9.4. AAA Interworking 9.4. AAA Interworking
The AAA backend infrastructure interworking is not defined in this The AAA backend infrastructure interworking is not defined in this
document and therefore out-of-scope. document and therefore out-of-scope.
10. Acknowledgements 10. Acknowledgements
The authors would like to thank Pasi Eronen, Domagoj Premec, and The authors would like to thank Pasi Eronen, Domagoj Premec, Julien
Christian Bauer for their comments. Laganier and Christian Bauer for their comments.
11. References 11. References
11.1. Normative References 11.1. Normative References
[RFC2119] Bradner, S., "Key words for use in RFCs to Indicate [RFC2119] Bradner, S., "Key words for use in RFCs to Indicate
Requirement Levels", BCP 14, RFC 2119, March 1997. Requirement Levels", BCP 14, RFC 2119, March 1997.
[RFC2404] Madson, C. and R. Glenn, "The Use of HMAC-SHA-1-96 within [RFC2404] Madson, C. and R. Glenn, "The Use of HMAC-SHA-1-96 within
ESP and AH", RFC 2404, November 1998. ESP and AH", RFC 2404, November 1998.
skipping to change at page 35, line 22 skipping to change at page 35, line 42
Masinter, L., Leach, P., and T. Berners-Lee, "Hypertext Masinter, L., Leach, P., and T. Berners-Lee, "Hypertext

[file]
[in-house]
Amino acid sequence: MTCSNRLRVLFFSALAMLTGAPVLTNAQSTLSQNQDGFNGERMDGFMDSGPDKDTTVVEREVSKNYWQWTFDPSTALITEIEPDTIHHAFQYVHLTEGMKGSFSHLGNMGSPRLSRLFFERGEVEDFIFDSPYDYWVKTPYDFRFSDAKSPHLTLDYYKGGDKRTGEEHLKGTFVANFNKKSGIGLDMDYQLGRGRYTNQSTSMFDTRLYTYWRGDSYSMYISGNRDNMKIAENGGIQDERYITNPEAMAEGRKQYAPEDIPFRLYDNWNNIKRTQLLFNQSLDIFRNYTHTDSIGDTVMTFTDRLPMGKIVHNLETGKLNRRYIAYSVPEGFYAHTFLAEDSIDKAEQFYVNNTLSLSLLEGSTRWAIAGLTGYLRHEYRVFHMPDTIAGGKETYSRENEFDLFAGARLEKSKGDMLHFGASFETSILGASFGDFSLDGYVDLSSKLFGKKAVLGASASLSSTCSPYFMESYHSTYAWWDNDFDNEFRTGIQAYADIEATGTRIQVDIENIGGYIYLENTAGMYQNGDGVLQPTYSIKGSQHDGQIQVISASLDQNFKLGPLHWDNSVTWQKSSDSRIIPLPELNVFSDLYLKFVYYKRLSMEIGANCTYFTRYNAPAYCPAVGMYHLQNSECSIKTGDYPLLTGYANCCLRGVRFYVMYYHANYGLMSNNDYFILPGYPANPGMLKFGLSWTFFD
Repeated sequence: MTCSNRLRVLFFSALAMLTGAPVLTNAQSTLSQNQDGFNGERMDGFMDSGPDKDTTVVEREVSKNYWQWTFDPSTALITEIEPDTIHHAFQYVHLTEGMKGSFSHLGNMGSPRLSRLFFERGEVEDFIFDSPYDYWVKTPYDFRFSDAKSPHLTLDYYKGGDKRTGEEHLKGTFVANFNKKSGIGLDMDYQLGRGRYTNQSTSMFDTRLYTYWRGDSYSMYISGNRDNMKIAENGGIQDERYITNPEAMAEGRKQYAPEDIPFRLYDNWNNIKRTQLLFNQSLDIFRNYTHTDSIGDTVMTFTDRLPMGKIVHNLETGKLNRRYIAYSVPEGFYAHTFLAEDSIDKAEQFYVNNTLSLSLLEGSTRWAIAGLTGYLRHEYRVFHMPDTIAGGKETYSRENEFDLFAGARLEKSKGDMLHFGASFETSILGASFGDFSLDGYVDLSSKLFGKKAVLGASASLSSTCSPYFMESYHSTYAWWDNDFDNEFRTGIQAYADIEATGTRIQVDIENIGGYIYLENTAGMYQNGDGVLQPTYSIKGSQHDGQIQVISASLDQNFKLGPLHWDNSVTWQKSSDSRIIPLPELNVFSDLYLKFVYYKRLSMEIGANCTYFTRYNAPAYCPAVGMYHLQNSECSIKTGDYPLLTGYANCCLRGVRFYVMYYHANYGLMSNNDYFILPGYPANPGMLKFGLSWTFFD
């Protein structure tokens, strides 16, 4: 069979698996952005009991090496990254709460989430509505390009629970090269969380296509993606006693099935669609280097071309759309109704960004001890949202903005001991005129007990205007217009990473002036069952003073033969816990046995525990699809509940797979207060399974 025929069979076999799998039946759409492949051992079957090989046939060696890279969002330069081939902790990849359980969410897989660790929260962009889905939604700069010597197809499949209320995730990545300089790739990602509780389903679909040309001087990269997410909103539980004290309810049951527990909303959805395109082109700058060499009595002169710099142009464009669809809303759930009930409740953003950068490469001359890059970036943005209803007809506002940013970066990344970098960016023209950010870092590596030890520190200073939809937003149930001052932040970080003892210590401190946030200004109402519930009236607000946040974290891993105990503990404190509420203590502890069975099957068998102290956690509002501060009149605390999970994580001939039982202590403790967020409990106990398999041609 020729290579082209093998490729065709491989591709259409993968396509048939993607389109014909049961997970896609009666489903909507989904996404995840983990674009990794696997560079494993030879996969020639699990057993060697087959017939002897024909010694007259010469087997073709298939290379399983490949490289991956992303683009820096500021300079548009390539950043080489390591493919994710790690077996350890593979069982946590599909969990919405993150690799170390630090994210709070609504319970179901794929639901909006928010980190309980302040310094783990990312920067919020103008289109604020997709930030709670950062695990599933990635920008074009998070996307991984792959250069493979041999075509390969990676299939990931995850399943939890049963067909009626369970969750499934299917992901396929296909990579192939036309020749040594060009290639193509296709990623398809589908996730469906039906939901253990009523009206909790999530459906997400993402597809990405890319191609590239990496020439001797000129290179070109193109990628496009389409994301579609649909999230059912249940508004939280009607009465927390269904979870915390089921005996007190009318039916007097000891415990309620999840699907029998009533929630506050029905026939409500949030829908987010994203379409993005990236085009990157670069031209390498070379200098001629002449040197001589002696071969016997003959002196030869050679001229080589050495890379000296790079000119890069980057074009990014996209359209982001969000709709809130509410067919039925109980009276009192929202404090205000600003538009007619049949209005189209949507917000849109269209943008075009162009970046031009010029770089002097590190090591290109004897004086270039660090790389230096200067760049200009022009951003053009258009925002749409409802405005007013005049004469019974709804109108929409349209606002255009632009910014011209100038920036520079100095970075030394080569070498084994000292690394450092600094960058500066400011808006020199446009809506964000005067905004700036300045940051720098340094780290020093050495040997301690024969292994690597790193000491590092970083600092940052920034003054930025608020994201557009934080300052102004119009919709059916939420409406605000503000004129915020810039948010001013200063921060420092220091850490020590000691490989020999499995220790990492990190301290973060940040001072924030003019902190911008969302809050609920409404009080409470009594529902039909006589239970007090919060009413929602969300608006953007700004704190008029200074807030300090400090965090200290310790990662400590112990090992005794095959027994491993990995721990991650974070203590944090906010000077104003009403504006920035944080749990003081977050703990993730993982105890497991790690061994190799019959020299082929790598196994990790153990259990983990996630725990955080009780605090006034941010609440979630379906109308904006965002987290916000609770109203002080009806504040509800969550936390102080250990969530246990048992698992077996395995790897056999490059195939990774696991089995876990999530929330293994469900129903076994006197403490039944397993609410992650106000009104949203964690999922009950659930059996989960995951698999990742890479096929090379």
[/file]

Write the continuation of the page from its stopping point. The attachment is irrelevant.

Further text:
Transfer Protocol -- HTTP/1.1", RFC 2616, June 1999. Transfer Protocol -- HTTP/1.1", RFC 2616, June 1999.
[RFC3566] Frankel, S. and H. Herbert, "The AES-XCBC-MAC-96 Algorithm [RFC3566] Frankel, S. and H. Herbert, "The AES-XCBC-MAC-96 Algorithm
and Its Use With IPsec", RFC 3566, September 2003. and Its Use With IPsec", RFC 3566, September 2003.
[RFC3602] Frankel, S., Glenn, R., and S. Kelly, "The AES-CBC Cipher [RFC3602] Frankel, S., Glenn, R., and S. Kelly, "The AES-CBC Cipher
Algorithm and Its Use with IPsec", RFC 3602, Algorithm and Its Use with IPsec", RFC 3602,
September 2003. September 2003.
[RFC3775] Johnson, D., Perkins, C., and J. Arkko, "Mobility Support
in IPv6", RFC 3775, June 2004.
[RFC4282] Aboba, B., Beadles, M., Arkko, J., and P. Eronen, "The [RFC4282] Aboba, B., Beadles, M., Arkko, J., and P. Eronen, "The
Network Access Identifier", RFC 4282, December 2005. Network Access Identifier", RFC 4282, December 2005.
[RFC5056] Williams, N., "On the Use of Channel Bindings to Secure [RFC5056] Williams, N., "On the Use of Channel Bindings to Secure